For example, Ohio State University received $255.4 million in federal obligations for research and development in FY 2014, according to the NSF. Broadly applying the authors’ empirical model to this case, if this amount of federal funding were, in theory, to increase by 1.0 percent ($2.55 million), that increase could be associated with, all else equal, an additional: $510,800 in state and local research funding; $1.0 million in nonprofit research funding; and, $1.3 million in industry research funding. These domino-effects are not only important to the university as a whole, but also to the community in which it is located.

A recently released working paper from the Center for Economic Studies at the Census Bureau, finds evidence that federal funding for R&D can also impact local economies. In Research Funding and Regional Economies, the authors use new micro-data from France, Spain and the United States to examine the geographic distribution of how grant funds for research and development are used. The authors find that grant funds are more likely to be expended at businesses physically closer to universities than at those farther away. Additionally, the authors find evidence that if vendors have been a supplier to a grant once, they are subsequently more likely to be a vendor on the same or on related grants, and that if a firm supplies a research grant at a university in a given year it is more likely than other firms to open an establishment near that university in subsequent years.

Through a collaboration with the Big Ten Academic Alliance, the authors analyze UMETRICS data from eight public research universities located throughout the Midwest that collectively account for more than 10 percent of the United States’ federal academic R&D expenditures. In the United States, the authors find significant evidence that establishments that are closer physically to universities are disproportionately more likely to be vendors to a university’s researchers. An establishment within 25 miles of each university has about a 0.2 percent chance of being a vendor, a probability that drops to about 0.1 percent if the establishment is between 25 and 100 miles away, the authors note. The authors also find evidence that firms that act as vendors to universities are more likely to locate new establishments near universities where they have done business, a relationship that is stronger based on the size of a transaction’s value. Firms opening new establishments in a given year are more likely to be near universities where they do business.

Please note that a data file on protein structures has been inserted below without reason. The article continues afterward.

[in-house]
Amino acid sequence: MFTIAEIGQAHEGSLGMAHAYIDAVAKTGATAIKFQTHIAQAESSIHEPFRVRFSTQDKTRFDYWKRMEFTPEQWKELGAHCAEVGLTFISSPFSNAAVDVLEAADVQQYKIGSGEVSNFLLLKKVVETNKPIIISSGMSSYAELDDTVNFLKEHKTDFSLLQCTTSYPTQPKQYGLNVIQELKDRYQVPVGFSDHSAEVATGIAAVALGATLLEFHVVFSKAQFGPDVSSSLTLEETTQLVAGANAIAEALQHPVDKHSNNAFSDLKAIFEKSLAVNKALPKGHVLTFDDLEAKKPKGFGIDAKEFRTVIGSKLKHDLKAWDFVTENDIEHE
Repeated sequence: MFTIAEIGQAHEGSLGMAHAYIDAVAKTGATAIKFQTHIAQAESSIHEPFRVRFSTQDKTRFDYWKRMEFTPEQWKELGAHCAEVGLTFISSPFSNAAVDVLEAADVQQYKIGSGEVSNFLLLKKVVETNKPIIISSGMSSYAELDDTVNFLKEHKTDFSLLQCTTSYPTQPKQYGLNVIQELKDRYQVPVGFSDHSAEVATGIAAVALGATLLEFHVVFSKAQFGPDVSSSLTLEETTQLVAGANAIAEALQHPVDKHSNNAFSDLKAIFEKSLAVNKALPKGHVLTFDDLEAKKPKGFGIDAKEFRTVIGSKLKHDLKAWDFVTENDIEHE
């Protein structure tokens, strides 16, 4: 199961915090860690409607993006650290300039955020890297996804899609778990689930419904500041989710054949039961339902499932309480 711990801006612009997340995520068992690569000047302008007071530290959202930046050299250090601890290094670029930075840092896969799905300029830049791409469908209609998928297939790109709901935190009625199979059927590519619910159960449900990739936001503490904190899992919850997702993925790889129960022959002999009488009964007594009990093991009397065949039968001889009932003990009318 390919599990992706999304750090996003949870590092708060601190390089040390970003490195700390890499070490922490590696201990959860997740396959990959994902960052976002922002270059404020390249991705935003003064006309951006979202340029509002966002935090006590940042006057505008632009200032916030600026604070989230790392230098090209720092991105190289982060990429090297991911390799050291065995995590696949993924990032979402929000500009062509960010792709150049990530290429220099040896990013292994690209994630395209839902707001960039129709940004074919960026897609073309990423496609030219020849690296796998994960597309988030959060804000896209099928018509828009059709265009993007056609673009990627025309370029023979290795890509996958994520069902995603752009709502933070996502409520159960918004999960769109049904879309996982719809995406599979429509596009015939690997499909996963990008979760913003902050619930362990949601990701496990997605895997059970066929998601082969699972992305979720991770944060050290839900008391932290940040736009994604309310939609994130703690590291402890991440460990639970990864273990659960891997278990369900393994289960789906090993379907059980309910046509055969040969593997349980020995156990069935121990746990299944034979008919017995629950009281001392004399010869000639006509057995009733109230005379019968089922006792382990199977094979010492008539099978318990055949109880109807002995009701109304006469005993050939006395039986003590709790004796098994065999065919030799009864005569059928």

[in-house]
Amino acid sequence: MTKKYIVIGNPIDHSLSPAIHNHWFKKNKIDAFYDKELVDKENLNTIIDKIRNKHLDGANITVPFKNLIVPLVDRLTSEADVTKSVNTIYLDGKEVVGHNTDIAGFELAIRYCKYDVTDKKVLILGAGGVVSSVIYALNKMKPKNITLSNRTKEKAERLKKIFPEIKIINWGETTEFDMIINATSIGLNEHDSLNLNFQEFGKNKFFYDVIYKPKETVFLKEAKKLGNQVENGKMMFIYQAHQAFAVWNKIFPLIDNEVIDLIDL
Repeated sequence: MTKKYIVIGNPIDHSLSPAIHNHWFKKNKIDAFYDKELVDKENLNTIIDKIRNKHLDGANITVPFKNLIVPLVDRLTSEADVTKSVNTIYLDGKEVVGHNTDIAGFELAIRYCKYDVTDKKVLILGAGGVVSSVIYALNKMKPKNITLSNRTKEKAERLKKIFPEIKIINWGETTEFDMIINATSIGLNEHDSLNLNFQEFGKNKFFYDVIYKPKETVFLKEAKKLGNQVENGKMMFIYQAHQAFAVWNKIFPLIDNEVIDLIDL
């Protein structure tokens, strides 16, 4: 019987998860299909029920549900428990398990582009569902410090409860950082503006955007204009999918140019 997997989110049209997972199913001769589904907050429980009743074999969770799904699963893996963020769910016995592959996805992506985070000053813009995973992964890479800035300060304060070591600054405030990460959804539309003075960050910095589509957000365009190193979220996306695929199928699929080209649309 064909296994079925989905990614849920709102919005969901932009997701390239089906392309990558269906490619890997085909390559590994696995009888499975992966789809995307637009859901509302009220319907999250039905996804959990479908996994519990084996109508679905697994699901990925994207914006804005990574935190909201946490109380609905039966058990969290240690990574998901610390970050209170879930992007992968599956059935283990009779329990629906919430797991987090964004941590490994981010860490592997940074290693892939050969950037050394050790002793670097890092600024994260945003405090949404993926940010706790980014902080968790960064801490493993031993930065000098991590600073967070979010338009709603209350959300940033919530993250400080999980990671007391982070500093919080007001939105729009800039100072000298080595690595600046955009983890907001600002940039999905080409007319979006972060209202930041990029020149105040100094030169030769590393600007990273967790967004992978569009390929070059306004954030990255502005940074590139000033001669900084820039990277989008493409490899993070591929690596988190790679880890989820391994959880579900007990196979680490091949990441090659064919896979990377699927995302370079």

Given the importance of federal funding for research and development at the local level, several steps can be taken to help make the most out of these investments. As a way to inform the new president’s transition, Scott Andes of the Brookings Institution released his views on Maximizing The Local Economic Impact of Federal R&D. In general, Andes makes three recommendations on how to improve the economic return on investment of federal R&D: developing a network of applied R&D facilities for the department of defense; establishing regional consortia and entrepreneurs in residence at the Department of Health and Human Services; and, expanding off-campus microlabs and small business vouchers within the Department of Energy. Ultimately, these recommendations would help to ground federal investments in research and development, Andes argues, and increase the competitiveness of both the U.S. and its regions.

Beyond the local impacts of research and development, there are larger forces at play. Included in iSTEP is a call for increased basic research to solve some of the world’s most pressing issues, such as cures for disease, a more sustainable future, and expanding the boundaries of knowledge. The initiative would also: implement a new research transformation program that would bolster regional strategies to convert research into new products and services; increase funding for new Manufacturing USA centers and support greater involvement of small businesses in the institutes; and, expand programs that build federal-local-private partnerships around innovation and R&D, such as the Small Business Administration’s Regional Innovation Clusters and Department of Energy’s Small Business Voucher program. Ultimately, a strong case can be made that research and development is imperative to economic prosperity – at both the national and local level.